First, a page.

Temporality, Shame, and the Problem of Evil in Jungian Psychology
In a unique epistolary style, authors Murray Stein and Elena Caramazza share their rich and reflective conversations surrounding the themes of temporality, shame, and evil through letters, essays, and email correspondence. Ignited by Wolfgang Pauli's "The Piano Lesson," Stein and Caramazza study the function of temporality and consider the importance of shame and evil to this relationship. In this book Stein shows how Pauli, as a result of his contact with C.G. Jung and analytical psychology, embarked on a thought experiment to merge two currents of scientific thought: quantum physics and depth psychology.
In his work of active imagination "The Piano Lesson," Pauli playfully brings together the former, which supplies a causal explanation of the mechanics of the material world, and the latter, which supplies an approach to meaning. The problem of how to merge the two currents in one language is presented in Pauli's symbolic solution, piano music, which combines the black and white keys in a single harmony. This music symbolizes a unified theory that combines the explanations of causality and the meaning delivered by synchronicity.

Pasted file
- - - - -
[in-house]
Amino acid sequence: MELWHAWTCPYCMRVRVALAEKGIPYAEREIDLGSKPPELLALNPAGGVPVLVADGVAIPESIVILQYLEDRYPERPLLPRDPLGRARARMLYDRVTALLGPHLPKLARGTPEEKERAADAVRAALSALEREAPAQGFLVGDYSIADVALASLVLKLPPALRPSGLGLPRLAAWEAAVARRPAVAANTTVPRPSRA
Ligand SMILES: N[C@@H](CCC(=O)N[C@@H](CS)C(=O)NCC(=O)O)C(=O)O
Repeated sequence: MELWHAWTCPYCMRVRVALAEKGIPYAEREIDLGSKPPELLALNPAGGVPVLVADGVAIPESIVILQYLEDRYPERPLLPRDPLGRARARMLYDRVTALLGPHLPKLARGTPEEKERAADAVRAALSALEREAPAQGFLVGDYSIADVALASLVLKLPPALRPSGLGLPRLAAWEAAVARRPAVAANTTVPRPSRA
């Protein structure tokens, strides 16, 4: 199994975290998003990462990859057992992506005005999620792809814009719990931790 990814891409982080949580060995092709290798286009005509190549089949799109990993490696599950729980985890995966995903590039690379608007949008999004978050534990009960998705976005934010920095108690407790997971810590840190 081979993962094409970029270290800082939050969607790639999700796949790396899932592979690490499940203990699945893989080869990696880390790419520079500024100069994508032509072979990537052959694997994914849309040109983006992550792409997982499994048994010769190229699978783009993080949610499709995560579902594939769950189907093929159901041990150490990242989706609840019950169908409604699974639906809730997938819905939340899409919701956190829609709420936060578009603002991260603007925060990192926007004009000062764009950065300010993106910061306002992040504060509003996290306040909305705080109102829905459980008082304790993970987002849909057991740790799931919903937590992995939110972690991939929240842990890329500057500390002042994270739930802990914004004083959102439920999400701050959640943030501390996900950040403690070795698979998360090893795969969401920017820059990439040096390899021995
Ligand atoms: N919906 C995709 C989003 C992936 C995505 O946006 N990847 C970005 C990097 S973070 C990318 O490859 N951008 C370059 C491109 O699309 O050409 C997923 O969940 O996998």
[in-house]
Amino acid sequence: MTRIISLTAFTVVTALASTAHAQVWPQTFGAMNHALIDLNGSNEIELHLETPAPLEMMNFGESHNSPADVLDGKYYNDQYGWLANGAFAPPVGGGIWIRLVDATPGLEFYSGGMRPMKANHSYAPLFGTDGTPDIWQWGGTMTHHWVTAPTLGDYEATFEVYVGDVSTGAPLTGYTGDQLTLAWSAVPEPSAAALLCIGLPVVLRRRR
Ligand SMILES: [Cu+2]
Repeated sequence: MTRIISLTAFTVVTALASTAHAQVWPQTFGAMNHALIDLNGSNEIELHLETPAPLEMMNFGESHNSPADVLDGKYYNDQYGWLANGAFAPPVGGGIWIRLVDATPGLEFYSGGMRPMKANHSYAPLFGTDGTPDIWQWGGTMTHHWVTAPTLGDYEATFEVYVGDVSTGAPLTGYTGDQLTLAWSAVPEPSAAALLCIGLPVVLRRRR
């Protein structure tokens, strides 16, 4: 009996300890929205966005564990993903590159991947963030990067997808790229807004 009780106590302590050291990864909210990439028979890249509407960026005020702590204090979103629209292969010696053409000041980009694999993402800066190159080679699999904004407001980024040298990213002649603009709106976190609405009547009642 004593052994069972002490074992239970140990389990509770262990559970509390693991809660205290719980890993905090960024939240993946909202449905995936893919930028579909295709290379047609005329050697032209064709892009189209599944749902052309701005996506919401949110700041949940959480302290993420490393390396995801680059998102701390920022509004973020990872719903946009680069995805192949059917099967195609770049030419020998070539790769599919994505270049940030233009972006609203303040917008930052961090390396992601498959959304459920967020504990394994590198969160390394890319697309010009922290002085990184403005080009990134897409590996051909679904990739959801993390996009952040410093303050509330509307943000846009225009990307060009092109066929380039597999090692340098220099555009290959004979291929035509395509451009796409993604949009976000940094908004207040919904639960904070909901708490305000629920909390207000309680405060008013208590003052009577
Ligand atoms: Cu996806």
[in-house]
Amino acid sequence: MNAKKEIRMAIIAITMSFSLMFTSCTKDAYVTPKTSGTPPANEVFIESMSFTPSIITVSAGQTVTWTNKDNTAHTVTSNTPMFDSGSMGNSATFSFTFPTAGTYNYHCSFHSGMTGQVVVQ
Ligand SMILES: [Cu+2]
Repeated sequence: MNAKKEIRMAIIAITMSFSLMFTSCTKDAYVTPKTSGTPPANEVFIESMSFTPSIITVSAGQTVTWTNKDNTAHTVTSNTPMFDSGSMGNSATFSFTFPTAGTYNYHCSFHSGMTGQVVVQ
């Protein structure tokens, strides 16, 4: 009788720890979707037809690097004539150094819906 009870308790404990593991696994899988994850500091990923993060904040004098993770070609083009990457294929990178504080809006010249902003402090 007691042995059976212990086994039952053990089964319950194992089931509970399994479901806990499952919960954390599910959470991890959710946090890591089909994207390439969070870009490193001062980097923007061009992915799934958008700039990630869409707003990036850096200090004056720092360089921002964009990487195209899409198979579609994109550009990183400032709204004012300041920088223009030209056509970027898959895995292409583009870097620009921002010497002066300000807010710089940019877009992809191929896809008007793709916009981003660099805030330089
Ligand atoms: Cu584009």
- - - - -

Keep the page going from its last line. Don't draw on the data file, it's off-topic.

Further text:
Presenting an original approach to synchronicity and dis-synchronicity, this interdisciplinary and innovative exchange concludes with a script written by Murray Stein, inspired by Pauli, as well as an afterword by influential Jungian scholars. This book will be a key reference for undergraduate and postgraduate courses and seminars in Jungian and post-Jungian studies, philosophy, psychoanalytic studies, psychology, and the social sciences.